Here we had the opportunity to taste wine from the vat and from the barrels. These were cloudy in our glasses, and acidic to taste--their flavors were undeveloped and it was clear that this wine was not ready and had a long way to go. The winemaker does this kind of tasting on a daily basis to determine how to treat the wine in terms of blending juices from different terrains in order to control the aroma of the final product.
After trudging the vineyards and tasting the unfinished product, we were good and ready to set up our picnic and taste some of Perraud’s finished wines. Luckily, the rain came to a halt and we were able to set up a table outside of the warehouse, overlooking the surrounding vineyards. We set out the fruits and vegetables from our market purchases the day before (tomatoes, arugula, watermelon, apricots), lay the meats on plates (ham, salami, dried beef, and prosciutto), and unwrapped each of our carefully selected cheeses. These were a soft, herbed goat cheese, an aged Macconais goat cheese, Emmental, a blue goats milk cheese, brie de meaux, and finally a young Macconais goat cheese. After slicing up some fresh bread and pouring Perraud Chardonnay, we dug in.
The wine labels used by Perraud vineyards each have a character from Little Red Riding hood on them. These aren’t just cute—each character was selected for the label with an intricate backstory.
Full from our overstocked lunch, we cleaned up and got back onto the bus to take a drive through town before our next stop at Madame Bourdon’s Fromagerie. We passed by old town wash basins which were decorated with hung basket of flowers. These were spots where women used to come to wash clothing and are now being preserved by towns.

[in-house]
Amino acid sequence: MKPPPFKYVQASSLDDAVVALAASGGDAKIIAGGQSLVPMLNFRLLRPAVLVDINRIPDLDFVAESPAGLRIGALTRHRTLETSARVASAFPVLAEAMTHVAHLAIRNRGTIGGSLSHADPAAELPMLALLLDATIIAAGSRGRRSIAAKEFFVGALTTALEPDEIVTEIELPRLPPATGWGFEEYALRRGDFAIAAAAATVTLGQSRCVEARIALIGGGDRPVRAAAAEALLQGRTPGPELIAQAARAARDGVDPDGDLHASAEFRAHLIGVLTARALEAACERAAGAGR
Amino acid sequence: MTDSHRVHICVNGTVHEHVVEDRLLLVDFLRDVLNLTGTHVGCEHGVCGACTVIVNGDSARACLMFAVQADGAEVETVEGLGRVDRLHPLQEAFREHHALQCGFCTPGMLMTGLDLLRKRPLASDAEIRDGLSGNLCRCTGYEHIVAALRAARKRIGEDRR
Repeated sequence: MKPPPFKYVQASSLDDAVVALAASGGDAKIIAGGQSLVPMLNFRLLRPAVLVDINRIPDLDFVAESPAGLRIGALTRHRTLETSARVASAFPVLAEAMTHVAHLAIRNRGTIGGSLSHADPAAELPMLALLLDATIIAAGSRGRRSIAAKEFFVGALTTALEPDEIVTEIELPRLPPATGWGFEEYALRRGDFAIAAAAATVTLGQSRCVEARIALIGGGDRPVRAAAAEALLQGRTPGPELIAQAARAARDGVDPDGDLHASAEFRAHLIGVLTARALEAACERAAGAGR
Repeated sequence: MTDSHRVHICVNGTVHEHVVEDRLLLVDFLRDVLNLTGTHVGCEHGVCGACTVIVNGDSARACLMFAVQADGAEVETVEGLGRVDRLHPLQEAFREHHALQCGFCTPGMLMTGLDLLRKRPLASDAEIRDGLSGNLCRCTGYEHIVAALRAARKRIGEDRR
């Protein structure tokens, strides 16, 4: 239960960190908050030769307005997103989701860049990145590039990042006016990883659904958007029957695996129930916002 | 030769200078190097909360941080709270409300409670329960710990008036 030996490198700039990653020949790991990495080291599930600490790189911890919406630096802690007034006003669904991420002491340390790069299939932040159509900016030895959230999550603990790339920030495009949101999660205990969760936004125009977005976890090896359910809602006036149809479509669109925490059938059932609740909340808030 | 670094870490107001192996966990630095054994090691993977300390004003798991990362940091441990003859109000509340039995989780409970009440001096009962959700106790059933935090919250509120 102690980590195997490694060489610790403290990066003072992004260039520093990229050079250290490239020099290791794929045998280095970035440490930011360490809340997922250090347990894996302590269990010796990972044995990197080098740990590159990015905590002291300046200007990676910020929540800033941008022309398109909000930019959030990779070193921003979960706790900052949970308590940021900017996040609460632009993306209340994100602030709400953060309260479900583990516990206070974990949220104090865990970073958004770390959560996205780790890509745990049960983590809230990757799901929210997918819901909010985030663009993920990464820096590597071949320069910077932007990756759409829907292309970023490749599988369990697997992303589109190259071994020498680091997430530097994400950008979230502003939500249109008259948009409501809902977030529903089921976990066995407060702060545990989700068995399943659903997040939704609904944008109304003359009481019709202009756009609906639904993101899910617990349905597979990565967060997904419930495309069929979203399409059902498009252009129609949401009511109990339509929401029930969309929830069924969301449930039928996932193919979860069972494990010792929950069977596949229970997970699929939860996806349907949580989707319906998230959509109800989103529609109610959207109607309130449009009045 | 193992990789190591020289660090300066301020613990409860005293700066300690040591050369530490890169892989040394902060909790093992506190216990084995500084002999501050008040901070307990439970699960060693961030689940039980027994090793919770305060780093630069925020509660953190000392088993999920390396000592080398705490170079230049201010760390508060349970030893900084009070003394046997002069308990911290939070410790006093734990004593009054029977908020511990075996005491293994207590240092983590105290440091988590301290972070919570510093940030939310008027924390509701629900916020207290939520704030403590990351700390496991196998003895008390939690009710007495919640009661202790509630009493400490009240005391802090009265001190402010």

|These goats kept popping their heads up and disappearing!|
As Wei Jie said, "like Whack-a-Mole!"
Eventually, we arrive at the Bourdon Goat (Chevre) Farm. We met a few of the 70 goats which make up the farm, received a tour of the milking facility, explored “le Petit Musee des Chailloux,” and finally, with petit glasses of chilled white wine in hand, had the opportunity to taste some of Madame Bourdon’s award winning goat cheeses, which she makes with 320 litres milk from twice daily 2 hour milkings.
The fresh goat cheese was just 24 hours old, requiring 1.5 L milk. The young cheese was 2 to 3 days old, and also used 1.5 L milk. Finally, the aged goat cheese, at one week, coated in a thin layer of fuzzy blue mold, required 4.5 L milk to achieve perfection.
Why did I eat so much at lunch? THIS WAS THE MOST DELICIOUS GOAT CHEESE I’D EVER HAD.
I was so full, and Madame was pleading that we continue to eat more and more of the cheese. Upon finding out a fresh cheese was less than 2 euros and the aged cheese was only 3 euros, I died. Could I buy it all? If only we had a refrigerator at Cluny Sejour… if that were the case¸ I don’t think I could tell you how many cheeses we would have walked out of there with.
To top it all off, we found out that Madame’s children didn’t want to take over the business and they were unsure where they’d be several years down the road. Oh boy, I’d move there in a heartbeat. Teach me the trade!
If we hadn’t already had a whirlwind of a day, after the Madame Bourdon’s farm, we ventured to the Abbot’s retreat house where we met with Dr. Reinart to observe the grounds as well as discuss a painting inside the houses accompanying church. At this point of sitting, after a filling afternoon of cheese and wine, I realized that the big midday meal knocks me right off my feet. It’s a wonderful experience at the time, but come midafternoon, I’m in delirium, physically struggling to stay conscious and battling my eyelids open. The Spanish totally got it right with the afternoon siesta.
Ever onwards! We made a final stop at the Cluny Castle which was built to have a clear view of all the surrounding land in order to keep an eye on all those arriving and departing the town.
At last, we made it back to Cluny Sejour and I went immediately to bed.
- Adrianne Speranza